South Dakota Republican Party chair Dan Lederman is having all sorts of fun using legal technicalities to keep other parties’ candidates off the ballot and preserve his one-party regime. In his latest attack, Lederman is using party resources to sue to block the Constitution Party’s effort to nominate statewide and Legislative candidates.
Now the Constitution Party has brought this trouble upon themselves. If they hadn’t fractured into warring factions, failed to nominate candidates at their July 14 convention, and wound up with two competing factions staging competing “conventions” on August 14, the last possible day to place candidates on the November ballot, Lederman’s lawsuit would have no ground. But because of undocumented changes in Constitutionist leadership, Lederman’s lawsuit rightly contends that the actual, legally recognizable chair of the Constitution Party, Joel Bergan, filed none of the notices of 2018 Constitution Party conventions and therefore that none of those conventions can place candidates on the ballot. (See more legal footnotage under our CP conversation here.)
Interestingly, for all of his legal gymnastics, Lederman missed a far simpler argument delegitimizing the August 14 conventions. The South Dakota Constitution Party bylaws, which Lederman frothingly cites and attaches to his lawsuit, impose the following convention deadline:
The Call for the State Convention, to be held in election years no later than 60 days following the South Dakota Primary elections, shall be issued by the duly elected Chairman of the State Central Committee [Constitution Party of South Dakota bylaws, Article 7 Section 1, as adopted for 2016–2020, 2016.04.20].
The primary happened June 5. 60 days following is August 4, this Saturday. August 14 is too late. By their own bylaws, which have statutory force, the Constitutionists cannot convene on August 14.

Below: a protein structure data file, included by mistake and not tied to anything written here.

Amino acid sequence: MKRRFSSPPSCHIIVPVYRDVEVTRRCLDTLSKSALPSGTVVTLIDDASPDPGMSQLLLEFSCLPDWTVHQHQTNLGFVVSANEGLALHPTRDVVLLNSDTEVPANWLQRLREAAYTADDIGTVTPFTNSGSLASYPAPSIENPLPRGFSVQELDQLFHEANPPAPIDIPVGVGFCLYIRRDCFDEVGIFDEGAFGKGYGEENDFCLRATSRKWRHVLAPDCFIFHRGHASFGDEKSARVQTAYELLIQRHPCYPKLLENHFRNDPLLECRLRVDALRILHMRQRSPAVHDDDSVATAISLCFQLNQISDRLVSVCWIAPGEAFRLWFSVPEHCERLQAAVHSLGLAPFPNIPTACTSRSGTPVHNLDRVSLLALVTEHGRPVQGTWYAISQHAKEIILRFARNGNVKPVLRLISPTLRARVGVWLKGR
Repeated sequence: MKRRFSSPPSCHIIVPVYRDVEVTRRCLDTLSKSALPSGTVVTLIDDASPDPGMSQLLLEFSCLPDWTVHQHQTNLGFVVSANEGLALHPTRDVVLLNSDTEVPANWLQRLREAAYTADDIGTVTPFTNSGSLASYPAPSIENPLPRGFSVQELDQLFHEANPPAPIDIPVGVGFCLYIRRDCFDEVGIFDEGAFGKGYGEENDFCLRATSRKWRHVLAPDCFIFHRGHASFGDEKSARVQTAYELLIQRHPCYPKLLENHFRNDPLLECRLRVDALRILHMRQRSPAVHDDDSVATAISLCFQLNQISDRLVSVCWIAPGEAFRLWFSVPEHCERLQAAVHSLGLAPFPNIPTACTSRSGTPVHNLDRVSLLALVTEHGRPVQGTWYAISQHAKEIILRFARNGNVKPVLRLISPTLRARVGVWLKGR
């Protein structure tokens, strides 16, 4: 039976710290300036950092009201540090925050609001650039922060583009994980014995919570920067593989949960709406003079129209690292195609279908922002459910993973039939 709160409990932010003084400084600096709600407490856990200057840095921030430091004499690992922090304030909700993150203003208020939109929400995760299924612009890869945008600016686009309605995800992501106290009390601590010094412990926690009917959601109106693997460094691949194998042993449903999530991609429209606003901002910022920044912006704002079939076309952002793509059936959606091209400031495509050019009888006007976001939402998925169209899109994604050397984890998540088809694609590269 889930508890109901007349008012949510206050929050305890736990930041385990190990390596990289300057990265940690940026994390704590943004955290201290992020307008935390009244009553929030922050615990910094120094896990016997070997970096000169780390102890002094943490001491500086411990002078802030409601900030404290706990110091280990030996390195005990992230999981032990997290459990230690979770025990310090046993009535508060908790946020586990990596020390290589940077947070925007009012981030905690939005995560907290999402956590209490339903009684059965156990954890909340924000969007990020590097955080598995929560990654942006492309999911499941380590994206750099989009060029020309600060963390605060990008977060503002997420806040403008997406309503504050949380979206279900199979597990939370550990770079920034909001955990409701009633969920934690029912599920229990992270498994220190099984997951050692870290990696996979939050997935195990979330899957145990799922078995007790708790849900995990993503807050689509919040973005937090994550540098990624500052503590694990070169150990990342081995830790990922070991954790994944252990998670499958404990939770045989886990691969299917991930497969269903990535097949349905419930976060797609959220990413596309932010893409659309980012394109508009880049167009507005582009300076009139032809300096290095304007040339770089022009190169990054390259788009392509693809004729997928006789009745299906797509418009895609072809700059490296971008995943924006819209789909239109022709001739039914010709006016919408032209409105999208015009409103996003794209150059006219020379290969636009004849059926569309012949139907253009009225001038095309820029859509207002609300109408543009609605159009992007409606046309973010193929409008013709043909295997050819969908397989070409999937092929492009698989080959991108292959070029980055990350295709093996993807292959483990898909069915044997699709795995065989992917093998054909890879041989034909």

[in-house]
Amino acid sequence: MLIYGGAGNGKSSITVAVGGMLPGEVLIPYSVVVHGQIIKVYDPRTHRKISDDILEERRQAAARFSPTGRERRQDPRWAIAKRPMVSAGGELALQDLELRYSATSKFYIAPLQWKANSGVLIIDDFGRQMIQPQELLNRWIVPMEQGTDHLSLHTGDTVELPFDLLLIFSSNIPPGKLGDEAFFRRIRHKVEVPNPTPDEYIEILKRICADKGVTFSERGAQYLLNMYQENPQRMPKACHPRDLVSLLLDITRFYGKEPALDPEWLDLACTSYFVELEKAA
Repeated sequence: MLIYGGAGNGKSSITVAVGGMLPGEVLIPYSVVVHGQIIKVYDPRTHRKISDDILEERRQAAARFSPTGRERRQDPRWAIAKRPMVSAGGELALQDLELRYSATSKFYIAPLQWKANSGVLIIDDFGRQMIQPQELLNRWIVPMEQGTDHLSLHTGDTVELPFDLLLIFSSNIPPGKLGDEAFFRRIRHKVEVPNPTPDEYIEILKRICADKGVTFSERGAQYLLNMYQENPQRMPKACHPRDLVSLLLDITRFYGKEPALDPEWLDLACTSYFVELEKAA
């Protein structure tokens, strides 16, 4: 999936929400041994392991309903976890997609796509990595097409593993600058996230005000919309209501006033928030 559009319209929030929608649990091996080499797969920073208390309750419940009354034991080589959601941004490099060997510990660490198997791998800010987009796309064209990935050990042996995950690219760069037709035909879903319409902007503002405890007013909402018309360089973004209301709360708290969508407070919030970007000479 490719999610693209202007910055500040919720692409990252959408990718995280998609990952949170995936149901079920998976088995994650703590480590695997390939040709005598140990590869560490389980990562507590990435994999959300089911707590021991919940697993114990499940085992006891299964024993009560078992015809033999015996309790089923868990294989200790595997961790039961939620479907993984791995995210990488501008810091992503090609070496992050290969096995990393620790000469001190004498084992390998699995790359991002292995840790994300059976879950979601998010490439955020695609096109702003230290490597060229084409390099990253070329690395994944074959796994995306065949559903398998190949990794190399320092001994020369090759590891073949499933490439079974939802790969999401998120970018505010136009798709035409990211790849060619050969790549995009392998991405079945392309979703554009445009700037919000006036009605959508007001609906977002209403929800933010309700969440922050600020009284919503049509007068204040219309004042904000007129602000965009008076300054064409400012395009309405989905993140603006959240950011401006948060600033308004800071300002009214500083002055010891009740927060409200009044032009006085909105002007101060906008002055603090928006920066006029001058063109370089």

I don’t have to read on to Article 7 Section 2 and ask whether the Constitution Party published notice of either August 14 meeting in a newspaper of general circulation at least fourtreen days prior to the convention. The CP missed its 60-day deadline. The party central committee could get together at the Walmart Subway today and strike that deadline from its bylaws by a three-fourths vote (Article 14), but since the August 14 events were called in violation of current bylaw, those events are null and void. Following a bylaw amendment, the CP would have issue a new convention call (just one this time, shall we?), but notice of a new, entirely legal convention still has to go to the Secretary of State 30 days before it happens, so a convention announced today couldn’t happen until September 1, and that’s well past the August 14 nomination deadline.
The Constitution Party claims to defend the original intent of the Constitution and seeks to “limit the federal government to its delegated, enumerated, Constitutional powers.” Yet by failing to follow its own bylaws, the Constitution Party has denied ballot access to all of its candidates. That’s a shame—as a democrat, I want more parties engaging in elections, and as a Democrat, I want more alternative arch-conservatives on the ballot to dilute the Republican vote and boost Democratic chances (why do you think Dan Lederman is working so hard to legally legerdemain the CP off the ballot?). But when you can’t avoid drama and follow your own bylaws, you can’t expect a place on the ballot, let alone a place in actual government.
By the way, the Constitution Party has deleted all announced candidates from its website except for Terry LaFleur for Governor and Rick Gortmaker for Lieutenant Governor. Gone are Legislative candidates Janette McIntyre and Dave Osmotherly.